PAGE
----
Intrauterine Contraception Devices
The intrauterine device (IUD) is a small T-shaped plastic device that either contains hormones or is wrapped in copper and is inserted into the uterus by a trained medical professional(1). A plastic string attached to the device hangs through the cervix and into the vagina for monthly checks and for removal(1).
The hormonal IUD (Mirena) releases levonorgestrel (a form of progesterone). It is effective at preventing pregnancy with inhibition of egg fertilization by damaging or killing sperm, affecting the uterine lining not allowing it to thicken, which is where the fertilized egg would implant and grow, and by making the mucus in the cervix thick and sticky so sperm Is not able to migrate through(2). It also decreases menstrual bleeding and cramping(2).
The copper IUD (Paragard) has a copper wire wrapped around the T shaped IUD and is effective because copper is toxic to sperm. Aside from its toxic affect it promotes fluid production by the uterus and fallopian tubes that contains WBC, copper ions, enzymes, and prostaglandins that kill the sperm(2).
Although the IUD should not directly cause pain, in the instance a malpositioned IUD or an IUD that was inserted at the time of an undetected genital infection, pelvic and abdominal region pain can be prominent(1). Hormonal IUDs can also cause breast tenderness, mood swings, headaches, and acne in the first few months after insertion(1). Copper IUDs can increase vaginal bleeding and cramping during menses.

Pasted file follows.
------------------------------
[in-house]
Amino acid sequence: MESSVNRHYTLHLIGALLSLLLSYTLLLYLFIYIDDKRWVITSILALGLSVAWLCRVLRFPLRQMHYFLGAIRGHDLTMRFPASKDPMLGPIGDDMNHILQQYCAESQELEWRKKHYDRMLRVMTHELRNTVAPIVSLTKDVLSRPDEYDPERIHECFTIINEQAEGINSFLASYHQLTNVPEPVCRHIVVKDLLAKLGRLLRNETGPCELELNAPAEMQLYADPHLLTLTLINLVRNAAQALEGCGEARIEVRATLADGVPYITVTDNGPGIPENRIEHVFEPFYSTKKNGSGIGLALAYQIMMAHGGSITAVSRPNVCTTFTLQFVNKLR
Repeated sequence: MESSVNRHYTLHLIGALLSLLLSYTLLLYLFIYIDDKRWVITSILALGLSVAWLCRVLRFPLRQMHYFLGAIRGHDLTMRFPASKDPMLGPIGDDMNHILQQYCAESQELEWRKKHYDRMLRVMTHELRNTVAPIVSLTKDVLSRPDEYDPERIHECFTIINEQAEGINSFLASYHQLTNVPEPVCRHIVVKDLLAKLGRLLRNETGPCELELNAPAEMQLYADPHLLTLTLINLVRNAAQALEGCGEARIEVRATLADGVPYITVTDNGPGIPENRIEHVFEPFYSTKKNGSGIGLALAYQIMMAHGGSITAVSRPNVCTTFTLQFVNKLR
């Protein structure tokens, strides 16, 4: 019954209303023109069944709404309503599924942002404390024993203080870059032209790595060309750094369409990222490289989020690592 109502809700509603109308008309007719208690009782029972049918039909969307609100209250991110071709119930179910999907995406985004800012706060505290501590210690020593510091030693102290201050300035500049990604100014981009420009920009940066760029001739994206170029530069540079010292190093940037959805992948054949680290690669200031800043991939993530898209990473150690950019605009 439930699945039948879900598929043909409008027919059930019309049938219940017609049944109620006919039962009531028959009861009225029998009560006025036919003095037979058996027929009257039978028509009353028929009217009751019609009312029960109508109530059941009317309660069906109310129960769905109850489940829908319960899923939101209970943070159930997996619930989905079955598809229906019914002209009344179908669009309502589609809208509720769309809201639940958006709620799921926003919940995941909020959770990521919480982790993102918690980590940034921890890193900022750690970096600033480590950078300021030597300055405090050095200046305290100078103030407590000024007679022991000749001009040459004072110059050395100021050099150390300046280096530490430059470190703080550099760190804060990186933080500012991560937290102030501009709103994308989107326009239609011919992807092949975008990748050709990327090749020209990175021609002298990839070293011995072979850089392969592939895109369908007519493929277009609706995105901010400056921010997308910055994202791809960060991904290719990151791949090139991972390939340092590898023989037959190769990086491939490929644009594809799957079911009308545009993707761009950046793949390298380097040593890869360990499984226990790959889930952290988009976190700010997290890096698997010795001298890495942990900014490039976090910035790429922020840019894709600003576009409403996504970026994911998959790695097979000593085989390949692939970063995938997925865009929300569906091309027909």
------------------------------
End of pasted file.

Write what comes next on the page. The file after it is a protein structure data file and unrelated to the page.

Perforation of the uterus is rare but is a risk of insertion(2). Expulsion of the IUD from the uterus to the vagina occurs in 2-10% of females within the first year(2). IUDs are effective at protecting from pregnancy but do not protect against sexually transmitted infections(2). If you have a patient complaining of pelvic pain who recently had an IUD inserted be cognizant of the other signs and symptoms and perform a more thorough screening.
After a thorough subjective patient history and sexual history if you feel that the patient could have indirect pelvic pain resultant of their IUD referral is required. The patient will need follow up diagnostic testing such as an Ultrasound to detect the actual cause and rule out malpositioning of the device, pregnancy, and any STIs or other infections.